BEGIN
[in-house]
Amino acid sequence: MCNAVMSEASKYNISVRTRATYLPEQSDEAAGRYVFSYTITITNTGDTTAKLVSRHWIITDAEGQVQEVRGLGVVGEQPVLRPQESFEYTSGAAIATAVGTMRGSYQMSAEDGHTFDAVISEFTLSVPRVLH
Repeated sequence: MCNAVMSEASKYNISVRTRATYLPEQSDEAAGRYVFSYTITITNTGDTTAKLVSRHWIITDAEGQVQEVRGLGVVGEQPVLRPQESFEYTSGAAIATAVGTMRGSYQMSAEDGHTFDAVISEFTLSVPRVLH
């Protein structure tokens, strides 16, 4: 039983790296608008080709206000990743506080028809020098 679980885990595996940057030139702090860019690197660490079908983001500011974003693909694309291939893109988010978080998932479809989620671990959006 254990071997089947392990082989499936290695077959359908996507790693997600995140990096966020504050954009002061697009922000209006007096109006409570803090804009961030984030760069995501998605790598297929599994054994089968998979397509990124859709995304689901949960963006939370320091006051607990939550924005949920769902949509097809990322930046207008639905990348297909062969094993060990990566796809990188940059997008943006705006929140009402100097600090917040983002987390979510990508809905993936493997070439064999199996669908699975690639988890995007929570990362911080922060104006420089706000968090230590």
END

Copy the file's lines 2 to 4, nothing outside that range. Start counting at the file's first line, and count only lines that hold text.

Amino acid sequence: MCNAVMSEASKYNISVRTRATYLPEQSDEAAGRYVFSYTITITNTGDTTAKLVSRHWIITDAEGQVQEVRGLGVVGEQPVLRPQESFEYTSGAAIATAVGTMRGSYQMSAEDGHTFDAVISEFTLSVPRVLH
Repeated sequence: MCNAVMSEASKYNISVRTRATYLPEQSDEAAGRYVFSYTITITNTGDTTAKLVSRHWIITDAEGQVQEVRGLGVVGEQPVLRPQESFEYTSGAAIATAVGTMRGSYQMSAEDGHTFDAVISEFTLSVPRVLH
């Protein structure tokens, strides 16, 4: 039983790296608008080709206000990743506080028809020098 679980885990595996940057030139702090860019690197660490079908983001500011974003693909694309291939893109988010978080998932479809989620671990959006 254990071997089947392990082989499936290695077959359908996507790693997600995140990096966020504050954009002061697009922000209006007096109006409570803090804009961030984030760069995501998605790598297929599994054994089968998979397509990124859709995304689901949960963006939370320091006051607990939550924005949920769902949509097809990322930046207008639905990348297909062969094993060990990566796809990188940059997008943006705006929140009402100097600090917040983002987390979510990508809905993936493997070439064999199996669908699975690639988890995007929570990362911080922060104006420089706000968090230590």